No Way Out: How People Deal With Threats

“Do it, or else!” Even when the “or else” is vague or not well understood, such a statement, explicit or implied, can cause significant stress. This is especially true when the command comes from someone with a lot of power. If we have little power, we tend to respond in very predictable ways. For decades, psychologists have described the automatic ways that human beings respond to stress with the phrases, fight, flight, or submit. There are many ways to fight, run, or give in. We will discuss a few of those mechanisms as they often appear in the workplace.

Sometimes we choose to fight. Animals bear their teeth, growl, adopt aggressive postures and the like. Humans are not that much different. People respond with resistance, defiance, rebellion, aggressive arguing, talking back, retaliation, getting even, sabotage, going over the leader’s head (using someone else’s power), recruiting allies (ganging up), and even physical fighting. Sometimes they will pass it on, a safer way to fight, by taking it out on their employees by bossing them or bullying them. Ganging up is a way of marshalling power to use at a later time for retaliation. A host of emotions include: anger, resentment, hostility, and negativism. Another “fight” response is malicious obedience. In other words, I will do exactly as told even though I know it is completely wrong. This is another “safe” way of fighting back because I can always say, “Gee, I was just doing what you told me to do.”

Another coping mechanism is flight. I can run away, either literally or figuratively. Again, animals hide, or run depending on their size, skills, and genetic make up. People often flee physically by avoiding the leader, getting transferred, quitting and so on. Psychologically, they run by fantasizing, day-dreaming, alcohol, drugs, or depression. Such strategies often include lying and hiding feelings especially when the threat includes strong criticism or punishment. In some cases, people see suicide as the only way out. “Sadly, in 2008, workplace suicides jumped 28% to 251 incidences, the highest level since the government began tracking them, according to the Department of Labor. Suicides in the workplace in 2008 were at their highest level since the government started tracking the numbers. [1]” Certainly, the economy explains some of this but the behavior of the leader cannot be discounted. Fear is the dominant emotion behind flight, especially suicide.

fight or flight violence at work fighting conflict resolution leadershipThe third strategy is to submit. To submit is to be obedient, compliant, to follow orders without question, to respect authority. Domesticated animals are obedient. They perform in circuses, fetch our slippers, and do tricks for our friends. Note that being obedient, respecting authority, and following orders, even when those orders conflict with important needs, is behavior that is highly valued by many. Some trained animals provide valuable services: guard our possessions, help the blind cross streets, herd sheep and so on. However, submission, especially in conflict situations, has many damaging psychological impacts on team members. By submitting, team members often become passive, non-self-starting, and overly dependent. They are more likely to blame others for problems. They tattle and cheat. There is also costly emotional damage suffered by entire groups whose members have traditionally been kept in a state of submissive oppression – women, children, and racial and ethnic minorities, among others. In extreme cases, submitting to power and authority can produce a socially devastating kind of “good,” loyal, often fanatic citizen, as exemplified in Nazi Germany or in the blind obedience that led to the mass suicides in Jonestown, Guyana.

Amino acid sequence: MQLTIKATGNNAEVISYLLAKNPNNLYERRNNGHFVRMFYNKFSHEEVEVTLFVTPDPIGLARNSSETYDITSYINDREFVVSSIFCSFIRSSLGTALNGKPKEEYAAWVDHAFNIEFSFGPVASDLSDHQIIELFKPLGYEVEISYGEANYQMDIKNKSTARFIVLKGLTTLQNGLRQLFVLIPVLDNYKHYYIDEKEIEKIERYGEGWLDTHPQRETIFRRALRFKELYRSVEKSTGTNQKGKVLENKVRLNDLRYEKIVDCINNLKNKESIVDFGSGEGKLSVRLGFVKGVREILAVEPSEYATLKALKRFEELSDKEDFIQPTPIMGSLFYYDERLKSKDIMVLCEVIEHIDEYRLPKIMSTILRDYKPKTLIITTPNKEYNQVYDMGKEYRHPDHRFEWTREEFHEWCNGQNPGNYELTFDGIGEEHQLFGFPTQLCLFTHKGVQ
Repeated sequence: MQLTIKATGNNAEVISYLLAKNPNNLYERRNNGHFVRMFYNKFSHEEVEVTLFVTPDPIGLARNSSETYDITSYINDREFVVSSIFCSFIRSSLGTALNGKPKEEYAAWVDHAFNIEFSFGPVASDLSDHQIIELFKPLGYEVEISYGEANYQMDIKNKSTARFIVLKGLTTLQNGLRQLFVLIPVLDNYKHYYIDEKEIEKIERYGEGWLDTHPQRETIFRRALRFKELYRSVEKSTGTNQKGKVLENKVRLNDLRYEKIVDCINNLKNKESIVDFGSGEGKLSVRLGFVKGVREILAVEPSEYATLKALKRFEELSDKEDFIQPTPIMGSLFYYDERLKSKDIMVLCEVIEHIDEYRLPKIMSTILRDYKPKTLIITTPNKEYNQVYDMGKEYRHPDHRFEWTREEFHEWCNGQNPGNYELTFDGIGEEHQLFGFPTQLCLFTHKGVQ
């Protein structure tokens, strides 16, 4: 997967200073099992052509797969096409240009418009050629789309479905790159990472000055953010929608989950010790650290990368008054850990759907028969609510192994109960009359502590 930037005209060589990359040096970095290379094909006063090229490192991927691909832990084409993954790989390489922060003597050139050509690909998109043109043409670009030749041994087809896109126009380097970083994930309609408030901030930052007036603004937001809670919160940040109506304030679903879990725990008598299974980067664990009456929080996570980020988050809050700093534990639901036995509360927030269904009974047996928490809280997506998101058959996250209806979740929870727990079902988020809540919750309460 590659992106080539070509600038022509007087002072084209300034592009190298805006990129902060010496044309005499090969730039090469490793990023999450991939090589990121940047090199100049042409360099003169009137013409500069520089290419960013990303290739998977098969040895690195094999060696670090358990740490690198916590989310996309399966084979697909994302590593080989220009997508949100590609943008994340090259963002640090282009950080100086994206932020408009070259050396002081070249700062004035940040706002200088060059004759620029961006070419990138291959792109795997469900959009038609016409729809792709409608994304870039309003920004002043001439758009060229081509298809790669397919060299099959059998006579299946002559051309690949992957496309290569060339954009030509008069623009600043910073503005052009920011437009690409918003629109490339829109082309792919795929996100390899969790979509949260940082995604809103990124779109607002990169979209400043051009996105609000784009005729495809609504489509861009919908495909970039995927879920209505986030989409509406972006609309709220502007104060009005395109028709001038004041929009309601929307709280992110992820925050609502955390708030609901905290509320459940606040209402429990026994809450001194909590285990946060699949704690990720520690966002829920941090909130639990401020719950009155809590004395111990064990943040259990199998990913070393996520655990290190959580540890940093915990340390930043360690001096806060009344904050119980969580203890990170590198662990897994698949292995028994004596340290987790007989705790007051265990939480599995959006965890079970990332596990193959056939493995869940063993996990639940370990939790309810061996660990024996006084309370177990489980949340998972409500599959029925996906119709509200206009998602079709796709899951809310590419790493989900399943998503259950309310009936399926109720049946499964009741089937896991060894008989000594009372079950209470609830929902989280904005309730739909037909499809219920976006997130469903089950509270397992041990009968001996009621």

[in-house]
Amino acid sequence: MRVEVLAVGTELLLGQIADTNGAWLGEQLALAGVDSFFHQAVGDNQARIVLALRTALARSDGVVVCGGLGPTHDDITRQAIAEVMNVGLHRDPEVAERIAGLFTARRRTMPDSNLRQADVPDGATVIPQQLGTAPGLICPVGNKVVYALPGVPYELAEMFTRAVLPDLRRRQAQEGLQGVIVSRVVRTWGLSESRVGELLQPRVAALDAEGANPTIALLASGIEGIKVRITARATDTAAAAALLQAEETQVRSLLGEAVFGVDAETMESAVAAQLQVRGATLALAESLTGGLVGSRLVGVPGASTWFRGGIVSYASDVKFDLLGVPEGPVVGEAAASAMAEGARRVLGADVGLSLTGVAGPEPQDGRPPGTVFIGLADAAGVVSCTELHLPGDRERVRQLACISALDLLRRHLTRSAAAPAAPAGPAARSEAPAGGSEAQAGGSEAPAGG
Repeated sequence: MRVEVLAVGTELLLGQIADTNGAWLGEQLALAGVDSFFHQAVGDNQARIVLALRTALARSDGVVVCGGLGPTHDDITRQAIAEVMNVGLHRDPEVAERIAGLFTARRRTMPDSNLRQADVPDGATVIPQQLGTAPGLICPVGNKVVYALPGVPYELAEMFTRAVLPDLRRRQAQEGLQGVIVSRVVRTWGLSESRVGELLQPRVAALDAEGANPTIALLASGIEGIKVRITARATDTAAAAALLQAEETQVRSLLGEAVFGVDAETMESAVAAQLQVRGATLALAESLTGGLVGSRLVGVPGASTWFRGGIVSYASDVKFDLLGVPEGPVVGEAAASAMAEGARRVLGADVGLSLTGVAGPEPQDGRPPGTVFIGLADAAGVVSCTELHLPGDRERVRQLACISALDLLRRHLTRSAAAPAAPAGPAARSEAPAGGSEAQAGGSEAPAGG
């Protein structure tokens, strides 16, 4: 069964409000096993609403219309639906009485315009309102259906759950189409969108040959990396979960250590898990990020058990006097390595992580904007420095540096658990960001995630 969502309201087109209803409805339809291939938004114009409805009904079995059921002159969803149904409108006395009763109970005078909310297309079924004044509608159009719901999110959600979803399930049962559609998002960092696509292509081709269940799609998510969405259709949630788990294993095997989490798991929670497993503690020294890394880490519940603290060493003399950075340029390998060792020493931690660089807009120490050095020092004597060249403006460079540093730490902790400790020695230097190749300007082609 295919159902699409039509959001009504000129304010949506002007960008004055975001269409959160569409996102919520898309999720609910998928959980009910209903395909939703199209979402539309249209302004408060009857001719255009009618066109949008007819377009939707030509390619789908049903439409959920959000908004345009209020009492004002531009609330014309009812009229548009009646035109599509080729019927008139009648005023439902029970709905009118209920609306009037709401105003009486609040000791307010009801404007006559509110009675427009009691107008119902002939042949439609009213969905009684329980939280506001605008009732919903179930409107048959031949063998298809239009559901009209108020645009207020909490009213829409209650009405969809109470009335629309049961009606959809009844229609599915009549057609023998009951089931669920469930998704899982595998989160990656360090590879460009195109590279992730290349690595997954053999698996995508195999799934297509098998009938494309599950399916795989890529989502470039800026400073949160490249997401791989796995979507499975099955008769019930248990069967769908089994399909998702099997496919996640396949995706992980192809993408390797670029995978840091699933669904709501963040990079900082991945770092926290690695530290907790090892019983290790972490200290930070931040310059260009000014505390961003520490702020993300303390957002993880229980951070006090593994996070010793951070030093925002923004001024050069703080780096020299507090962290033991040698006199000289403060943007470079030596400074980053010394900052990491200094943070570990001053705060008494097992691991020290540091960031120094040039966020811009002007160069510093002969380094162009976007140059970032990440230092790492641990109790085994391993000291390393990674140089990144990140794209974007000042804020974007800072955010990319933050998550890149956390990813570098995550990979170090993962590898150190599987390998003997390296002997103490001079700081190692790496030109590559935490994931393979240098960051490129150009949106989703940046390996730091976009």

Even though most of us would deny that we would respond is such a way, many of the most famous psychological experiments showed that people often do bizarre things when ordered to do so by someone in authority. None of us is immune. In one such study[2] , subjects were told to administer electrical shocks to another subject (actually a confederate) when he or she gave an incorrect response to a question. Each incorrect response led to an increase in the level of shock. Eventually, the confederate began to complain, then scream, demand to be let out of the study, and finally he or she stopped responding at all (the subjects administering the shocks could not actually see the confederate, only hear him or her). The experimenter calmly ordered the subject to continue administering the shocks. Disturbingly, most of the subjects kept right on going despite what they heard from the confederate. Many of the participants in the study expressed deep regret about their behavior and felt remorse years later.

These responses tend to be automatic and often performed at a very low level of awareness. The effects of power, the use by the other person of one or more of the three coping mechanisms, are absolutely predictable and, in fact, unavoidable. Viewed in this light, they are a powerful argument for avoiding the use of power as a way of resolving conflicts. Power is a poor substitute for leadership.

[1] Butler, Kelley. Employee Benefit News, June 2, 2010.
[2] Milgram, Stanley. Obedience to Authority; An Experimental View, Harper and Row, New York, 1974.
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